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Active Model Serialization

Provides a basic serialization to a #serializable_hash for your objects.

A minimal implementation could be:

class Person
  include ActiveModel::Serialization

  attr_accessor :name

  def attributes
    {'name' => nil}
  end
end

Which would provide you with:

person = Person.new
person.serializable_hash   # => {"name"=>nil}
person.name = "Bob"
person.serializable_hash   # => {"name"=>"Bob"}

An attributes hash must be defined and should contain any attributes you need to be serialized. Attributes must be strings, not symbols. When called, serializable hash will use instance methods that match the name of the attributes hash's keys. In order to override this behavior, take a look at the private method read_attribute_for_serialization.

Most of the time though, either the JSON or XML serializations are needed. Both of these modules automatically include the ActiveModel::Serialization module, so there is no need to explicitly include it.

A minimal implementation including XML and JSON would be:

class Person
  include ActiveModel::Serializers::JSON
  include ActiveModel::Serializers::Xml

  attr_accessor :name

  def attributes
    {'name' => nil}
  end
end

Which would provide you with:

person = Person.new
person.serializable_hash   # => {"name"=>nil}
person.as_json             # => {"name"=>nil}
person.to_json             # => "{\"name\":null}"
person.to_xml              # => "<?xml version=\"1.0\" encoding=\"UTF-8\"?>\n<serial-person...

person.name = "Bob"
person.serializable_hash   # => {"name"=>"Bob"}
person.as_json             # => {"name"=>"Bob"}
person.to_json             # => "{\"name\":\"Bob\"}"
person.to_xml              # => "<?xml version=\"1.0\" encoding=\"UTF-8\"?>\n<serial-person...

Valid options are :only, :except, :methods and :include. The following are all valid examples:

person.serializable_hash(only: 'name')
person.serializable_hash(include: :address)
person.serializable_hash(include: { address: { only: 'city' }})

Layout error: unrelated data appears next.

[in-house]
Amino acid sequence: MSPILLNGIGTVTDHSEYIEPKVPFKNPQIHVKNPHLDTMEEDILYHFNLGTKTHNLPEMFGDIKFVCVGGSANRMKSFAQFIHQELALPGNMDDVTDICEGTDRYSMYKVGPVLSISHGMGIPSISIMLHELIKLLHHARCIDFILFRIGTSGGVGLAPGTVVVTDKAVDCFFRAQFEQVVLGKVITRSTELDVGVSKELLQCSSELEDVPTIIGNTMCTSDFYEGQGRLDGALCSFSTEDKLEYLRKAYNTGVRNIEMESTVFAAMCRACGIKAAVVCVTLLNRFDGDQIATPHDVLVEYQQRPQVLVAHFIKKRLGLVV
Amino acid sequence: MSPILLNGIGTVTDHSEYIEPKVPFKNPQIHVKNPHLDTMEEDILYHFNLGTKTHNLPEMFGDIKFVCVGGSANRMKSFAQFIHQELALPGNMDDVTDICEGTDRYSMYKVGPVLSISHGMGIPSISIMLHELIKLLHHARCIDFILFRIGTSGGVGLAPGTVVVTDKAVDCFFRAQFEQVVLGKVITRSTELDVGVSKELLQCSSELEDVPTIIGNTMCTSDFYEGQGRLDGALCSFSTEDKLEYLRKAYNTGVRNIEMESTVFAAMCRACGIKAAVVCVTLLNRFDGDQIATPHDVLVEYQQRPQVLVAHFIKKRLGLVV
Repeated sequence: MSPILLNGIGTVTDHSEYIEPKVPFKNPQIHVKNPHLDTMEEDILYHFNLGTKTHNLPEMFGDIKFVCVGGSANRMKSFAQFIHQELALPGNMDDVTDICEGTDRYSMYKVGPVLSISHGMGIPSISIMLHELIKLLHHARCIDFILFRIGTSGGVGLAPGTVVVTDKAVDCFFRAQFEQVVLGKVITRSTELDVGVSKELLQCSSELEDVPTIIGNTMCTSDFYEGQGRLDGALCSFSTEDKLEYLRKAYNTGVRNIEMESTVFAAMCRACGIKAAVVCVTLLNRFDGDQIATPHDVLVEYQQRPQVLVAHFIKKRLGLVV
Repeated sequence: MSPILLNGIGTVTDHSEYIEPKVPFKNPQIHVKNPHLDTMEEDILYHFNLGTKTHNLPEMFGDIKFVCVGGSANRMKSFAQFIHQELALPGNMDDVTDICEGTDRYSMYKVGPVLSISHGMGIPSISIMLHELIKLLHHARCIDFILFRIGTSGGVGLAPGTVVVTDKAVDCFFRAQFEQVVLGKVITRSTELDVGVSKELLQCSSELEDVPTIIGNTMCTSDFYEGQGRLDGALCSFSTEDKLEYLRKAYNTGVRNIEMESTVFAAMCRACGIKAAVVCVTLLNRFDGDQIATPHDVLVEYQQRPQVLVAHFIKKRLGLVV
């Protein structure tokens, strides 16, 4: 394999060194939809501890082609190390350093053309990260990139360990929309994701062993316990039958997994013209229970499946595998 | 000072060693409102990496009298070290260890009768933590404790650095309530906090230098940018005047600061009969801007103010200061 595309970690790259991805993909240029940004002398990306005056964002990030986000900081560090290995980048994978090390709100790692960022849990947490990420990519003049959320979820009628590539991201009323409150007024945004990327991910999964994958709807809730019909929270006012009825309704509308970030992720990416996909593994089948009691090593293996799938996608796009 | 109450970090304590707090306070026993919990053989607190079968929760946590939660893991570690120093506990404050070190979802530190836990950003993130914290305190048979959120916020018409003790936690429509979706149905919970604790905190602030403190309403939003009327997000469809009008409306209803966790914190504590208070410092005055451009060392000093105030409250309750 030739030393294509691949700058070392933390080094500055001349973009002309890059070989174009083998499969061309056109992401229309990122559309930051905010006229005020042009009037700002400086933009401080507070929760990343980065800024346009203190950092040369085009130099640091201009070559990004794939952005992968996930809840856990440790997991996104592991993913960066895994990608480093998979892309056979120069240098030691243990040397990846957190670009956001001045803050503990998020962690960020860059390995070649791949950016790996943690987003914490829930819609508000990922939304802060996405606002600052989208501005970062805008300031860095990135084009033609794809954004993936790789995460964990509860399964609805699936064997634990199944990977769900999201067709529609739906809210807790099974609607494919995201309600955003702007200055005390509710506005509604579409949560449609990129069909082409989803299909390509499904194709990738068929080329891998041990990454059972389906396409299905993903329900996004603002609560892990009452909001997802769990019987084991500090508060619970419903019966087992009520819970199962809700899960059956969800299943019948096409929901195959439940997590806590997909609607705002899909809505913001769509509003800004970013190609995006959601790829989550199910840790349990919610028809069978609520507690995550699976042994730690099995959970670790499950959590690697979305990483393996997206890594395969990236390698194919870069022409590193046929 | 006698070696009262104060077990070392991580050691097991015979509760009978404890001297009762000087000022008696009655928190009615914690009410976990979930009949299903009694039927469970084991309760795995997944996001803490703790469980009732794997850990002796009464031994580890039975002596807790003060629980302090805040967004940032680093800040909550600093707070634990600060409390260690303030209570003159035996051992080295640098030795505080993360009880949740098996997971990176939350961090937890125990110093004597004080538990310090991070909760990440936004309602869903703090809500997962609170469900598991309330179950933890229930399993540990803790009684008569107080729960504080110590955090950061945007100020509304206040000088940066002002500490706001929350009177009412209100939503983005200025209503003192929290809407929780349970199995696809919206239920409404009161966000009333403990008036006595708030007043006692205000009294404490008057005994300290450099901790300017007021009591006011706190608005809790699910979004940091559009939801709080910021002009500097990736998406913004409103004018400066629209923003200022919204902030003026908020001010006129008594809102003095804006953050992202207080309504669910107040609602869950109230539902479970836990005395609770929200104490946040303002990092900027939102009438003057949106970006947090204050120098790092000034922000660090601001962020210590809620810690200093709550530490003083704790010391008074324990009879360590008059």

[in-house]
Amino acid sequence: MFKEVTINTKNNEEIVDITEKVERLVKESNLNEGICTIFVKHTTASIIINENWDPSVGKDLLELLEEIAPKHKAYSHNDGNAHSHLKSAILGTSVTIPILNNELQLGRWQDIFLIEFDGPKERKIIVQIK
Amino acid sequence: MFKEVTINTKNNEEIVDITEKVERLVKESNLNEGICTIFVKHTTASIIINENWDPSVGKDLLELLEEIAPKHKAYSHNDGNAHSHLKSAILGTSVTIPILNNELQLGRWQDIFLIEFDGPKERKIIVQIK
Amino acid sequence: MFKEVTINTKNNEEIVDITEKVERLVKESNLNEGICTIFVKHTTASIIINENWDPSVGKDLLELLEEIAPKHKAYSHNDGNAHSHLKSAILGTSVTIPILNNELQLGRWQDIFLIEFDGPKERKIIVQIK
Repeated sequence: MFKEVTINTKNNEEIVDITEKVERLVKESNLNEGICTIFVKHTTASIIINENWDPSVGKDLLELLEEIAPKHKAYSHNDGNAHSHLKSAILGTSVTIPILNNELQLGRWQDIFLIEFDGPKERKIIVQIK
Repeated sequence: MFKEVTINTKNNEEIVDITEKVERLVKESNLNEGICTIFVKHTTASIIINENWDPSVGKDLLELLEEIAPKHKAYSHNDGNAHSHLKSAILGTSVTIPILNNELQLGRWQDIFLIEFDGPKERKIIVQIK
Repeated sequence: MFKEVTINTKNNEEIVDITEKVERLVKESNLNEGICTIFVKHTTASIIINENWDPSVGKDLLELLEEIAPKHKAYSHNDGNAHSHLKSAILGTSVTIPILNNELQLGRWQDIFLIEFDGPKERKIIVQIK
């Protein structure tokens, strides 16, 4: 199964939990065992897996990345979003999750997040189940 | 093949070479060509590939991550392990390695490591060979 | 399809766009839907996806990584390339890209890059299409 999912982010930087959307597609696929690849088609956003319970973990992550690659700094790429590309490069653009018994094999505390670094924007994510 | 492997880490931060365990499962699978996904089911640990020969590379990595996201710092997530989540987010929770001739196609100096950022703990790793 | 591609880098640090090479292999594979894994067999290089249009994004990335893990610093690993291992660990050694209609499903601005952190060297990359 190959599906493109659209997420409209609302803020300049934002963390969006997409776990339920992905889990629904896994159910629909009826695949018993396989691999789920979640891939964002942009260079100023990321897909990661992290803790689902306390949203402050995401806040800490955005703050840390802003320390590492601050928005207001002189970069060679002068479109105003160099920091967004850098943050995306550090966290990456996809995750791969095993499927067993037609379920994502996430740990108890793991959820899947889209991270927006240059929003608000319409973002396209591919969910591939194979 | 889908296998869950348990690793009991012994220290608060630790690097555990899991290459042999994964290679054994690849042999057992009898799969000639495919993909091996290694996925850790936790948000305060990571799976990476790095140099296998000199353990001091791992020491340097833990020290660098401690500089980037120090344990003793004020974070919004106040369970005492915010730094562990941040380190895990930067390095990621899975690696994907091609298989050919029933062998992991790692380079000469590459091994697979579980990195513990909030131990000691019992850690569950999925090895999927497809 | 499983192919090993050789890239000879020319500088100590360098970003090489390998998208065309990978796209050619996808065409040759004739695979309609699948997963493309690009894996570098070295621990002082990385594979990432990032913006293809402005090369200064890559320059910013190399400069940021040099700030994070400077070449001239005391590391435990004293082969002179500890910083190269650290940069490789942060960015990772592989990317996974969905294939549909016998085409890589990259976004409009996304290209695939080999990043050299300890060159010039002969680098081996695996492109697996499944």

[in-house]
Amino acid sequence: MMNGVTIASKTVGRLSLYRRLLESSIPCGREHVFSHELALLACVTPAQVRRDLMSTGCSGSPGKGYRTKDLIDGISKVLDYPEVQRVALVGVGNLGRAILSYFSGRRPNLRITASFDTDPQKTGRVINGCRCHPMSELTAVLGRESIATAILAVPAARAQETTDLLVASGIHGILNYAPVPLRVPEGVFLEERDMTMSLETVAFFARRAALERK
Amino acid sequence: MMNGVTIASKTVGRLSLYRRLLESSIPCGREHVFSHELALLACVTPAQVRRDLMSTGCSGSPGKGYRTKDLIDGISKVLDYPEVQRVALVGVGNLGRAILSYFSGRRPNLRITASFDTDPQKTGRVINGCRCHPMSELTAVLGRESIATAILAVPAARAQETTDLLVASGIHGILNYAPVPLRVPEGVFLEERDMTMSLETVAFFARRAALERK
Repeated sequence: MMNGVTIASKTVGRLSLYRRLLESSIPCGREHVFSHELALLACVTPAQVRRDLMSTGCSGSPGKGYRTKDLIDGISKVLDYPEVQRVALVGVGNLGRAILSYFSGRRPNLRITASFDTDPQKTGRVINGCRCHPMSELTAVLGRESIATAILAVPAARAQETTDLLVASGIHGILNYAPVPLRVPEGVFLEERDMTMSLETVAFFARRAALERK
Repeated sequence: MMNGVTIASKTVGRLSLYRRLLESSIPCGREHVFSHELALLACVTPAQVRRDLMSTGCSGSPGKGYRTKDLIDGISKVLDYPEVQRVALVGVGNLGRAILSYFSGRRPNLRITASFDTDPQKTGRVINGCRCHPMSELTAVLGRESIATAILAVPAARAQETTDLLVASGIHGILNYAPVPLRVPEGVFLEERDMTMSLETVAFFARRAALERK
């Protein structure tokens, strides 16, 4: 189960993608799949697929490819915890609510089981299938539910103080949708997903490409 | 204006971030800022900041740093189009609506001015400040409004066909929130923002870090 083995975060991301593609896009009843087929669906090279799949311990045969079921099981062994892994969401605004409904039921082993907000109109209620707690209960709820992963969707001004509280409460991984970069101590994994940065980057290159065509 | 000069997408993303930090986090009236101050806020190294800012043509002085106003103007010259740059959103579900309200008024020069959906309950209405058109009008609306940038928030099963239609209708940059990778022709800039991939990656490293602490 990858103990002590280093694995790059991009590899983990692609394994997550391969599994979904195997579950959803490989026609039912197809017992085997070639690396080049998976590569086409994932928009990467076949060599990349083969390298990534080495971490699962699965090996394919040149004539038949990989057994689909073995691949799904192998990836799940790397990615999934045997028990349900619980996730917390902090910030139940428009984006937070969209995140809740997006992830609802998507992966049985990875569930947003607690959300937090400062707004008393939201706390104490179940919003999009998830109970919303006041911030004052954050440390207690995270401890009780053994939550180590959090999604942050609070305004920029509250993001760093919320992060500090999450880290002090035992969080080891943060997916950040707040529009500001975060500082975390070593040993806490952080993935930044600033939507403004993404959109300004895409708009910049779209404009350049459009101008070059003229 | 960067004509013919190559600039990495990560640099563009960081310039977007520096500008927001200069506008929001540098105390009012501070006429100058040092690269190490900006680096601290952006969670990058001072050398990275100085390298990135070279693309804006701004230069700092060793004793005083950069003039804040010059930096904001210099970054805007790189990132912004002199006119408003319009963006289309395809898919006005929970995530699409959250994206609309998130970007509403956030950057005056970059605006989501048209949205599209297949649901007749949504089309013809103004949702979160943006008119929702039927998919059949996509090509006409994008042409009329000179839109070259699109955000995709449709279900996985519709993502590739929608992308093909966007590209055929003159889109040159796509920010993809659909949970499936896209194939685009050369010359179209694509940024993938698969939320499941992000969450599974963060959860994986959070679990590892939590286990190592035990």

Methods
S
Instance Public methods
serializable_hash(options = nil)

Returns a serialized hash of your object.

class Person
  include ActiveModel::Serialization

  attr_accessor :name, :age

  def attributes
    {'name' => nil, 'age' => nil}
  end

  def capitalized_name
    name.capitalize
  end
end

person = Person.new
person.name = 'bob'
person.age  = 22
person.serializable_hash                # => {"name"=>"bob", "age"=>22}
person.serializable_hash(only: :name)   # => {"name"=>"bob"}
person.serializable_hash(except: :name) # => {"age"=>22}
person.serializable_hash(methods: :capitalized_name)
# => {"name"=>"bob", "age"=>22, "capitalized_name"=>"Bob"}
# File activemodel/lib/active_model/serialization.rb, line 97
def serializable_hash(options = nil)
  options ||= {}

  attribute_names = attributes.keys
  if only = options[:only]
    attribute_names &= Array(only).map(&:to_s)
  elsif except = options[:except]
    attribute_names -= Array(except).map(&:to_s)
  end

  hash = {}
  attribute_names.each { |n| hash[n] = read_attribute_for_serialization(n) }

  Array(options[:methods]).each { |m| hash[m.to_s] = send(m) if respond_to?(m) }

  serializable_add_includes(options) do |association, records, opts|
    hash[association.to_s] = if records.respond_to?(:to_ary)
      records.to_ary.map { |a| a.serializable_hash(opts) }
    else
      records.serializable_hash(opts)
    end
  end

  hash
end